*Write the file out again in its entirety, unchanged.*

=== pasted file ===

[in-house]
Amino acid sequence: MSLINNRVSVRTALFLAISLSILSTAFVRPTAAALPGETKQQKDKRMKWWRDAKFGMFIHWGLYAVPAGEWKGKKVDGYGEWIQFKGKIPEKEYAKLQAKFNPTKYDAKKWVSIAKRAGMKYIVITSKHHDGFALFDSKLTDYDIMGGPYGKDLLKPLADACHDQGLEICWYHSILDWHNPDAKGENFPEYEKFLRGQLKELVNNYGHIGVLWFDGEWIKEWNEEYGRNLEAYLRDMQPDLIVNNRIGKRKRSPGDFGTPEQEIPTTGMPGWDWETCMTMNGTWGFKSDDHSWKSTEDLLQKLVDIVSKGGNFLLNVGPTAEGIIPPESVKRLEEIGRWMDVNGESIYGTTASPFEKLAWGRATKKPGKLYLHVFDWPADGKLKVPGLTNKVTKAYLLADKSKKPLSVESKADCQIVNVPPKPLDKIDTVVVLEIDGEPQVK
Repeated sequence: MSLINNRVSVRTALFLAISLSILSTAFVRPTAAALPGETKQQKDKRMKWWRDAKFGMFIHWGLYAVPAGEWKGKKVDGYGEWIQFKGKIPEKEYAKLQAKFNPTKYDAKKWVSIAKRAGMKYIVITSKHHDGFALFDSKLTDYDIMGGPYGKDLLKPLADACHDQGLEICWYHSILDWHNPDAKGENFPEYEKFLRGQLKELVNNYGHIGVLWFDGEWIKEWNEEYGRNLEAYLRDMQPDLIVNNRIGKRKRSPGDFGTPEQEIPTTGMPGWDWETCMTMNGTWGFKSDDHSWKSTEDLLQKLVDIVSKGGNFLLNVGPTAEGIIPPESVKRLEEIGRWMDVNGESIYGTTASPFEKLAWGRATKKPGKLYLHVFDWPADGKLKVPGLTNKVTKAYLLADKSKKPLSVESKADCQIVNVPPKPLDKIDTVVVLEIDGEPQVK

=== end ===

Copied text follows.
[in-house]
Amino acid sequence: MSLINNRVSVRTALFLAISLSILSTAFVRPTAAALPGETKQQKDKRMKWWRDAKFGMFIHWGLYAVPAGEWKGKKVDGYGEWIQFKGKIPEKEYAKLQAKFNPTKYDAKKWVSIAKRAGMKYIVITSKHHDGFALFDSKLTDYDIMGGPYGKDLLKPLADACHDQGLEICWYHSILDWHNPDAKGENFPEYEKFLRGQLKELVNNYGHIGVLWFDGEWIKEWNEEYGRNLEAYLRDMQPDLIVNNRIGKRKRSPGDFGTPEQEIPTTGMPGWDWETCMTMNGTWGFKSDDHSWKSTEDLLQKLVDIVSKGGNFLLNVGPTAEGIIPPESVKRLEEIGRWMDVNGESIYGTTASPFEKLAWGRATKKPGKLYLHVFDWPADGKLKVPGLTNKVTKAYLLADKSKKPLSVESKADCQIVNVPPKPLDKIDTVVVLEIDGEPQVK
Repeated sequence: MSLINNRVSVRTALFLAISLSILSTAFVRPTAAALPGETKQQKDKRMKWWRDAKFGMFIHWGLYAVPAGEWKGKKVDGYGEWIQFKGKIPEKEYAKLQAKFNPTKYDAKKWVSIAKRAGMKYIVITSKHHDGFALFDSKLTDYDIMGGPYGKDLLKPLADACHDQGLEICWYHSILDWHNPDAKGENFPEYEKFLRGQLKELVNNYGHIGVLWFDGEWIKEWNEEYGRNLEAYLRDMQPDLIVNNRIGKRKRSPGDFGTPEQEIPTTGMPGWDWETCMTMNGTWGFKSDDHSWKSTEDLLQKLVDIVSKGGNFLLNVGPTAEGIIPPESVKRLEEIGRWMDVNGESIYGTTASPFEKLAWGRATKKPGKLYLHVFDWPADGKLKVPGLTNKVTKAYLLADKSKKPLSVESKADCQIVNVPPKPLDKIDTVVVLEIDGEPQVK